I am a classically trained recruiter and this is my confession. Programmed into my brain since starting my career was the idea the unemployed are low hanging fruit, and probably rotten since they were not picked for employment sooner. If I wanted top talent and a hefty bonus at the end of the year, I had better go after the currently employed who are high on the potential list for promotion.
Only as a last resort would we consider hiring the unemployed. This was limited to the recently unemployed who were aggressively looking, and who met our criteria for job stability. The rule of thumb was no more than two jobs in five years or three jobs in ten. We eventually discarded this rule since the people who could meet these criteria were becoming extinct.
Since the start of the current recession in 2007, employers have become increasingly sensitive to the plight of the long-term unemployed. Their awakening is due to the realization millions of jobless are still consumers and they do not want to jeopardize sales by appearing uncaring. Their newfound sensitivity, however, has not translated into hiring the longer term unemployed, discontinuing layoffs or job eliminations.
This brings us to 2011, and the government's expectation US employers should play a role in turning the economy around, by creating new jobs. With sufficient tax incentives, employers will create new jobs, but this does not guarantee they will fill those jobs with the long-term unemployed, which now include half of all jobless Americans.
For anyone who thinks US employers have outgrown their unfair criticisms of the unemployed, think again. UCLA researchers, Geoffrey Ho and Margaret Shih, recently published a working paper indicating employers are still biased against hiring the jobless. Interviewers assume the unemployed are unqualified, and therefore deserving of their misfortune. This stigma can be so strong it overrides any objective data, suggesting the best qualifications are insignificant if interviewees are jobless.
This research confirms two old adages: a) you are better off searching for jobs when you have one, and b) a leopard cannot change its spots. Employers still evaluate recruiters on their ability to attract top talent, which still includes the currently employed, and as a last resort, the short-term unemployed. The long-term unemployed are so far down the totem pole all they are likely to find are the leftovers.
There are exceptions. In this case, it would be the most resilient among the long-term unemployed who are still upbeat and able to convince interviewers their misfortune and undesirability are not due to their lack of qualifications. Even among the most hardened recruiters, jobseekers that are resolved to persevere deserve a fighting chance. If for any reason, recruiters expect they will be just as hardy on the job as they have been without a job.
Herein lays the principle challenge with reducing America's unemployment, which is not simply the creation of new jobs. The challenge is in two parts, with success being conditional on the completion of the second part first:
Jobseekers are unaccustomed and ill equipped to compete for fewer jobs over an extended period. Many grew up in a push-button society that is accustomed to instant gratification for everything but jobs, promotions and pay raises. Their training has focused on the development of occupational and job search skills, but not the development of mental skills to increase their self-motivation, optimism and resilience to persevere. In fact research on the psychological effects of long-term unemployment reveal a variety emotional ailments that undermine the potential of jobseekers to succeed. They need this training.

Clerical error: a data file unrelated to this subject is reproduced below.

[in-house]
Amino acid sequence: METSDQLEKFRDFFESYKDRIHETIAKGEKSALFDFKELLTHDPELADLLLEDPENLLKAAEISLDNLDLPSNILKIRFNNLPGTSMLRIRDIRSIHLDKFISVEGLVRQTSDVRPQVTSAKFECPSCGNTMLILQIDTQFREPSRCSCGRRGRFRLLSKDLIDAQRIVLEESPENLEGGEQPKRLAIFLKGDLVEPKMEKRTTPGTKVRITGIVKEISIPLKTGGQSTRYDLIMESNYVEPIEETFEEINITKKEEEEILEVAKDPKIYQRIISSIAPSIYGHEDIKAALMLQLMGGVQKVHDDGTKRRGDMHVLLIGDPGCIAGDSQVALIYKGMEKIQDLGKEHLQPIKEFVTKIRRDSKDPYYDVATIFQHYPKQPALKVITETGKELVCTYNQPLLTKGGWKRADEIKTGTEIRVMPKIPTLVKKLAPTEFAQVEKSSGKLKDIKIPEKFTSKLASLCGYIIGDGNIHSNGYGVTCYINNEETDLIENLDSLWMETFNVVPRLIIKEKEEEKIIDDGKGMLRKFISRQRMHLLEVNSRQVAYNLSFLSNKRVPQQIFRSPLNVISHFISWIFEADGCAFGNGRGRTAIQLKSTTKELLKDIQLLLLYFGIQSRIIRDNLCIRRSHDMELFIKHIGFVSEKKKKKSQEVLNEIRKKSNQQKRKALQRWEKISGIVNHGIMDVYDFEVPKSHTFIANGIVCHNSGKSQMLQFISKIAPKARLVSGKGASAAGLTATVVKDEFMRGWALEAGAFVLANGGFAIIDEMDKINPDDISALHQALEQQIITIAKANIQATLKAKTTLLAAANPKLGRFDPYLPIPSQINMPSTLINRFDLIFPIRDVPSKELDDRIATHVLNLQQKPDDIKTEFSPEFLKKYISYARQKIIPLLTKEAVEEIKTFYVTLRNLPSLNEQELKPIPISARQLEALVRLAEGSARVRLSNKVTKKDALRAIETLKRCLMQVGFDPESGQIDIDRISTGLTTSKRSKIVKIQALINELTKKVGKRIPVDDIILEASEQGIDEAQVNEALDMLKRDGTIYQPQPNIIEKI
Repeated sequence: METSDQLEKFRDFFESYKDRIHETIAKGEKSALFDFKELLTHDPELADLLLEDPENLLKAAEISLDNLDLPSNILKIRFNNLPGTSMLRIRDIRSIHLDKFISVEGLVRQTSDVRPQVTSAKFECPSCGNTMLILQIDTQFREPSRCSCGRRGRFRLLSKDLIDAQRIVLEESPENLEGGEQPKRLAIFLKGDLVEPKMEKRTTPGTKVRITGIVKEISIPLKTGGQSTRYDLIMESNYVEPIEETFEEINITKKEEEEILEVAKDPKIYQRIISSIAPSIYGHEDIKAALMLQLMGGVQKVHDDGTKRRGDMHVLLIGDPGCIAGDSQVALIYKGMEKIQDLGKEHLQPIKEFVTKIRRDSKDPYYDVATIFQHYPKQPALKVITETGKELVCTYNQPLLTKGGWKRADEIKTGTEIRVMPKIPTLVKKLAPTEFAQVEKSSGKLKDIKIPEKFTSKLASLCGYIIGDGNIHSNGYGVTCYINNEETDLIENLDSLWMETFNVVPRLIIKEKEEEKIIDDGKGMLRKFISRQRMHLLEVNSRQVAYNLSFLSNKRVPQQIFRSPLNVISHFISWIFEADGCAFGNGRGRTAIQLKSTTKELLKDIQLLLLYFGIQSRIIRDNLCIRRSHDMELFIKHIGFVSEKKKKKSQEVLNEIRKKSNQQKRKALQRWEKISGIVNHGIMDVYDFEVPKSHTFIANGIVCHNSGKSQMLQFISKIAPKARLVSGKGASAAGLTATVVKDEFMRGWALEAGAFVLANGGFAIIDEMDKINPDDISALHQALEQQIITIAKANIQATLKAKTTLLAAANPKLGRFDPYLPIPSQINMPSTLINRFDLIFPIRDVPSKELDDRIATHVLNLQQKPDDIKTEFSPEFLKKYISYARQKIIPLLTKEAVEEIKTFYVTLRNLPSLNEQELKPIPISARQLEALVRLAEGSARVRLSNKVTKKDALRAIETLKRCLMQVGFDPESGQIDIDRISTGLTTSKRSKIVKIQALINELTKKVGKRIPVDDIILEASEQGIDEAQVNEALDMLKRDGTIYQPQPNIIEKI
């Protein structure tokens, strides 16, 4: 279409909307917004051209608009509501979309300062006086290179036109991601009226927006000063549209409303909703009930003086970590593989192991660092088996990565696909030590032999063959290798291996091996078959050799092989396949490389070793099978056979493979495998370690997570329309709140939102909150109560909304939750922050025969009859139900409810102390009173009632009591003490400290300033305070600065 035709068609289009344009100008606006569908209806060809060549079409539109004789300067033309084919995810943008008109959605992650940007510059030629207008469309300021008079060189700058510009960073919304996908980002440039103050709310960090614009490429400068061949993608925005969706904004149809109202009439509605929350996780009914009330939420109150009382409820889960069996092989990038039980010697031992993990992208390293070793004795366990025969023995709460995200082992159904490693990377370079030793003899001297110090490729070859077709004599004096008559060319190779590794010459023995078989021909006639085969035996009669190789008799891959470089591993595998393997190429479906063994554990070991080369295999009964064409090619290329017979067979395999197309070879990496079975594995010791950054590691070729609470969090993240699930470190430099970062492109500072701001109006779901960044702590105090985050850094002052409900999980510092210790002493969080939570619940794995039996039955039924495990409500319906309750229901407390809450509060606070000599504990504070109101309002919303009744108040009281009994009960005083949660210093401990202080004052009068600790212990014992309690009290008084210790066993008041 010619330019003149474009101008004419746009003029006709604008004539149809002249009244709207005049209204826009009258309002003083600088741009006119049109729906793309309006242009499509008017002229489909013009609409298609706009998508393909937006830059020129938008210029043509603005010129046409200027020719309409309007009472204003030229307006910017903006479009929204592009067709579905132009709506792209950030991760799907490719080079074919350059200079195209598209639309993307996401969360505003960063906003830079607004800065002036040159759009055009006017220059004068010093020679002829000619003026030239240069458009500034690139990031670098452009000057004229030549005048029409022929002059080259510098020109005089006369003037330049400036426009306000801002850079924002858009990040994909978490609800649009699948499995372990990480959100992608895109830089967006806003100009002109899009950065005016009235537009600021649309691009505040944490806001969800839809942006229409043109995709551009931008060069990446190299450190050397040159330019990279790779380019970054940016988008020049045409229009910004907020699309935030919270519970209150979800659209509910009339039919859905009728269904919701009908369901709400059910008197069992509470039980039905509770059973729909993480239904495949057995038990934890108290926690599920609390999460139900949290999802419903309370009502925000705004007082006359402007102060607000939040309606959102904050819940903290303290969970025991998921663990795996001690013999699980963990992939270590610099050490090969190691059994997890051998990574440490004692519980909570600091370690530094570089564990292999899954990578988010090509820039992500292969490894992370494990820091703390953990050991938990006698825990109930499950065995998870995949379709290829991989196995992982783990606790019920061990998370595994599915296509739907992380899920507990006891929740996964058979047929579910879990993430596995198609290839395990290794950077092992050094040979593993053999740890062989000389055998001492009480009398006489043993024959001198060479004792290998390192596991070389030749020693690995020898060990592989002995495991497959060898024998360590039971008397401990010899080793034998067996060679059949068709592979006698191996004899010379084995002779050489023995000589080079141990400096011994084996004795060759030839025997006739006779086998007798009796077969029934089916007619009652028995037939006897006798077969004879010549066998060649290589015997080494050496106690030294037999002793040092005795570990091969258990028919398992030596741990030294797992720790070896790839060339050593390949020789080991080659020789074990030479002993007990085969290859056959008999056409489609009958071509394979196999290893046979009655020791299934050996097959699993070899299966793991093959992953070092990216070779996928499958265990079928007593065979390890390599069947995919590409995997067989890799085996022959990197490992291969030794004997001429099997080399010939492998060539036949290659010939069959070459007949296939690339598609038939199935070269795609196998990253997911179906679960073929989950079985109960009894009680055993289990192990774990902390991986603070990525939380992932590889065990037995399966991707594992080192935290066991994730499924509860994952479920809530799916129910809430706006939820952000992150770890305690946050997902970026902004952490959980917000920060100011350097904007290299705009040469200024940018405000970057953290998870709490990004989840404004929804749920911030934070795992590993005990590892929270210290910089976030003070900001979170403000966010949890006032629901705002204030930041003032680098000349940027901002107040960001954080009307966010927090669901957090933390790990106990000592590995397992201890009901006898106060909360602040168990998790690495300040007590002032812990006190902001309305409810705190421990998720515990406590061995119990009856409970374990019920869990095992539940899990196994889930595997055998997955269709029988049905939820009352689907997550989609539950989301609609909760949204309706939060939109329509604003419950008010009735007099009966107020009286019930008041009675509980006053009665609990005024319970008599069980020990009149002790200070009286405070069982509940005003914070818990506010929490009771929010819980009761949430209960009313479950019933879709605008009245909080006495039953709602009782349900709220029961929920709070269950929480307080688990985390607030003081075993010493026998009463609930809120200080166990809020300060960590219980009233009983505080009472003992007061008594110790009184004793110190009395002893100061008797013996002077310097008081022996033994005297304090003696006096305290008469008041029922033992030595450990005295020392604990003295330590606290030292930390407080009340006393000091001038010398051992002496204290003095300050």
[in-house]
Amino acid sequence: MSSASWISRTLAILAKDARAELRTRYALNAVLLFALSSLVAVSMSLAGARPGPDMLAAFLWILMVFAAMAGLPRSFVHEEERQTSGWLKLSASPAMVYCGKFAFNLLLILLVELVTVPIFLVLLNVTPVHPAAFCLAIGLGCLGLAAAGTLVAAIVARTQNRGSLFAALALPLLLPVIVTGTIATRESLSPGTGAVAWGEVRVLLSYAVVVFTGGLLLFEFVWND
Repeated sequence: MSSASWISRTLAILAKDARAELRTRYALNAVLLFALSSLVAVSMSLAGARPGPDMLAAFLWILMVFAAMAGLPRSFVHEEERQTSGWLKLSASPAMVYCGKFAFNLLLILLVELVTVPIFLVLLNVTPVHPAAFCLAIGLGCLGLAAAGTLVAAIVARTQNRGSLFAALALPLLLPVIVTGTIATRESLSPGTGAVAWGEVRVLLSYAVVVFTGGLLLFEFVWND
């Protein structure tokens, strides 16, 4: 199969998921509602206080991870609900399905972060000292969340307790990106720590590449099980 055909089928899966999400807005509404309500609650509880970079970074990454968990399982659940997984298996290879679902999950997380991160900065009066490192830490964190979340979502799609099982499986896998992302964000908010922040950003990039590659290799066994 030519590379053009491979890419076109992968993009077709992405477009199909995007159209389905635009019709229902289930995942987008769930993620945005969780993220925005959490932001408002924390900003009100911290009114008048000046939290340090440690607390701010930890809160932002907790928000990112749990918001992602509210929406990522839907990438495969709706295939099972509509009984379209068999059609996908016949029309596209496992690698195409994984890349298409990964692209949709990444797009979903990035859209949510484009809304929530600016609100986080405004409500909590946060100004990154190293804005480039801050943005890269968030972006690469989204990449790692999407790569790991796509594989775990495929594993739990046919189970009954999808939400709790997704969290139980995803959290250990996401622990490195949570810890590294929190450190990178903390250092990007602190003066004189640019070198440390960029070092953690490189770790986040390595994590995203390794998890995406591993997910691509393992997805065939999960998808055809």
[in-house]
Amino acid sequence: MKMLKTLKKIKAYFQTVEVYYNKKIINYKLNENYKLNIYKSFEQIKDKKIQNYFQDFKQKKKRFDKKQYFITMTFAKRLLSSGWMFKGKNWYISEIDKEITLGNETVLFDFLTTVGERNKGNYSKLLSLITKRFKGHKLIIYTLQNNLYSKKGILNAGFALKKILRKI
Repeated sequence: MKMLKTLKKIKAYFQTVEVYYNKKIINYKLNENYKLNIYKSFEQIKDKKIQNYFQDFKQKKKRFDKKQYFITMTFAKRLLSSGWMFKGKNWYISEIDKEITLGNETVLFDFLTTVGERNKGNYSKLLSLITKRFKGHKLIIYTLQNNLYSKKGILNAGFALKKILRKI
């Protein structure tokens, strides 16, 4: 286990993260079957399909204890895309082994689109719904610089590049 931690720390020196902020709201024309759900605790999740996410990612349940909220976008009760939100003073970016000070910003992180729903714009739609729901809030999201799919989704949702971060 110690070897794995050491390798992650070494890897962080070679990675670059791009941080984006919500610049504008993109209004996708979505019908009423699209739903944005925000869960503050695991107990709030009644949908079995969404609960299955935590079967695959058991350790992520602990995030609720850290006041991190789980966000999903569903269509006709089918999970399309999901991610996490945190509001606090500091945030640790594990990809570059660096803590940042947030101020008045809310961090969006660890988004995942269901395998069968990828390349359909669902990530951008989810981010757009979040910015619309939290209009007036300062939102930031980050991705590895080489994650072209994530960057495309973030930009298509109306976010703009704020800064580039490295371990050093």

Here is the point. For the President's new job package to be viable, it must not overlook the need for specialized training to boost the mental skills of the unemployed. If we cannot create enough jobs, at least develop the ability of people to more successfully compete for what jobs are available. The model for this training already exists, in the President's home state of Illinois. It's called, Jobseeker Success Mindset Training, and it works.
Jeff is noted for pioneering the field of Employment Mindset to achieve Career Contentment. These topics show you how to have and enjoy a meaningful career despite challenges and circumstances that can't always be made satisfying. His groundbreaking research, published works, and innovative training programs are helping struggling workers and the unemployed rise above challenges posed by the stagnant economy and difficult job market. His efforts to increase people's hope, optimism, and resilience have been featured on Fox Business, ABC Sunday Morning, NPR Radio, the Wall Street Journal, Modern Medicine, Chief Executive Magazine, and Chief Learning Officer Magazine.
In addition to servicing his corporate clients, Jeff is on a mission to expand the existing job search training currently being provided to returning veterans and their spouses by the Department of Labor's One Stop Career Centers. His Employment Mindset training goes beyond the same old employment tips and tools used to find a job, and teaches you how to fulfill an employer's unpublished expectations related to right fit and chemistry; things that if you don't know, you don't get the interview or job offer.
Jeff lives in Chicago with his wife and two teenage sons. You can visit his website at www.careercontentment-thebook.com and his Facebook page at www.facebook.com/jobseekersuccessmindset. If you would like more information about Employment Mindset training, or would like to voice your support for veterans to receive this new training, send an email to: firstname.lastname@example.org.
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